So you scored a Google Home for Christmas. That’s awesome because this is a killer little smart speaker that can do a lot of different things—in fact, it can be a little overwhelming. The good news is that we’ve got you covered. Here are some ideas on where to get started with your new Home.

Set Up Your New Google Home

First things first: you have to set that bad boy up because it’s basically useless in the box. But before we get into that, I want to take a quick minute to address something that is constantly on users’ minds when they get an always-listening device like Google Home: it’s not spying on everything you sayIt only listens for the hotword (“OK Google” or “Hey Google”), but that’s it. Nothing is recorded or transmitted back to Google until it hears those words. I promise.


With that out of the way, let’s get your new speaker set up. The first thing you’ll want to do is plug your Home up and download the Google Home app for iOS or Android.

Launch it and run through the tutorial—it’s all pretty straightforward. Once the phone finds the new Home, it will let you know. If it finds other devices (like smart lights or plugs), it will show those, too. Select your new Home device and hit “Next.” It’ll then play a sound on your new Home to make sure it’s connected to the right one and you’ll confirm.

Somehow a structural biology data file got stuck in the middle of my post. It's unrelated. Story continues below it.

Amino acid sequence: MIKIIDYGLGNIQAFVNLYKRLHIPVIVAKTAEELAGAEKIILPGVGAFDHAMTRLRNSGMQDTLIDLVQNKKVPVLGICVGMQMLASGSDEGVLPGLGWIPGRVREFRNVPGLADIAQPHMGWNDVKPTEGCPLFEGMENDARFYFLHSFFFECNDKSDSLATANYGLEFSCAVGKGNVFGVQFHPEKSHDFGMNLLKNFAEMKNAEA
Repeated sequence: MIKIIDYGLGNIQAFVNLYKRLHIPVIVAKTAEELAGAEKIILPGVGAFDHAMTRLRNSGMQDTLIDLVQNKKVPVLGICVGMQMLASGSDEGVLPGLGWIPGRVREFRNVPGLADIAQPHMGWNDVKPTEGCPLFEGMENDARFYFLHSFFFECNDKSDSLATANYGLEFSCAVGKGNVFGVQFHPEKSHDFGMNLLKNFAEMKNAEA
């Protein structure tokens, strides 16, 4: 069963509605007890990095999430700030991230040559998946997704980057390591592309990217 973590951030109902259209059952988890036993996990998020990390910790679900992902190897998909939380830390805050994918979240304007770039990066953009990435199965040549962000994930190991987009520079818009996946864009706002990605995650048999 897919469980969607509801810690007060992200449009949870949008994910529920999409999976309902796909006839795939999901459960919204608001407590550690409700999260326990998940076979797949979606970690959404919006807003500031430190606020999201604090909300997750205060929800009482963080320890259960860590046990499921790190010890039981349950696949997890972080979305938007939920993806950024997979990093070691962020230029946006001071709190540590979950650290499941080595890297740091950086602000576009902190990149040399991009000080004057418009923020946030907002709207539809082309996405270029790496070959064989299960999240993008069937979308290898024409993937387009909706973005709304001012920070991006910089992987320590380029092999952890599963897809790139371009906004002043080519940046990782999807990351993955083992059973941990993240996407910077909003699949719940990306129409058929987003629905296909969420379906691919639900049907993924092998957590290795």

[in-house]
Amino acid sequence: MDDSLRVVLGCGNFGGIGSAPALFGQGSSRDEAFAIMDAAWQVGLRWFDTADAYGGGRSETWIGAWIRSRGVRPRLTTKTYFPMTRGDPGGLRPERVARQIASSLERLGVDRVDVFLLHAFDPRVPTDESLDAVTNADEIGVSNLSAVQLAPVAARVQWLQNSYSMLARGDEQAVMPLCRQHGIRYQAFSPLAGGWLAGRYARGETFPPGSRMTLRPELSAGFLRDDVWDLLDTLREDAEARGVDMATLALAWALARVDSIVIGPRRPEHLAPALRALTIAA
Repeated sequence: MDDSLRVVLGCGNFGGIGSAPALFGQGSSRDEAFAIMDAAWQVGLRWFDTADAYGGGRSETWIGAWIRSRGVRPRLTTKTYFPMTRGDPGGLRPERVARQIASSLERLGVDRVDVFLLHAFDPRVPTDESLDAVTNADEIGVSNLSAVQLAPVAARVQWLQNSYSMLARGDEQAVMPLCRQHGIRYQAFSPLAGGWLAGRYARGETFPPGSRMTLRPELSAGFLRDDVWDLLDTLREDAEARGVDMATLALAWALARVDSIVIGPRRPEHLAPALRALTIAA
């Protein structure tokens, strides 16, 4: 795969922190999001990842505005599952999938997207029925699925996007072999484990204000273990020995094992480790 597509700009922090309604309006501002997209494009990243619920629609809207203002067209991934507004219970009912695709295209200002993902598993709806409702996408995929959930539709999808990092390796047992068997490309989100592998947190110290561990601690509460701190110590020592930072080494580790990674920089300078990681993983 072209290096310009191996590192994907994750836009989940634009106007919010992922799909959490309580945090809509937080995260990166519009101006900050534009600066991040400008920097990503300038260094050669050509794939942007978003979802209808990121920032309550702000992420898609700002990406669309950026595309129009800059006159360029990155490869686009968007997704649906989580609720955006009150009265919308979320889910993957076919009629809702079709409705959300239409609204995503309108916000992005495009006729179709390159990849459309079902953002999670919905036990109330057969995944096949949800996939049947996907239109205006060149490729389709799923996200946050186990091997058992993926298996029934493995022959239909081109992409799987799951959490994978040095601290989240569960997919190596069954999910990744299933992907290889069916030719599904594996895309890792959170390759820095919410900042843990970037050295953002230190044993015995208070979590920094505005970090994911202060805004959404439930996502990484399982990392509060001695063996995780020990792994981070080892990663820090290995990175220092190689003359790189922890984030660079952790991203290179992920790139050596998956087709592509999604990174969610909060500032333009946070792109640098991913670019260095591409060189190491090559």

From there, you’ll establish a room and connect the Home to Wi-Fi. After it’s all connected, you’ll sign in to your Google account—assuming you’ve set up Google Assistant on your phone, your voice settings will automatically be imported. That’s cool.

If this is the first time you’re setting up Google Assistant, you’ll be able to teach it to recognize your voice. If you’ve already set it up on another device, it can pull the voice model from there for you.

Next, the Google Home app will detect if you have certain music apps installed and offer to set them up for you. Here, it discovered I use Spotify. It will then offer to set up video services for you.

Finally, you’ll get a chance to set the location where the Home will be used, review all your settings, and run through a quick tutorial on how to use Home.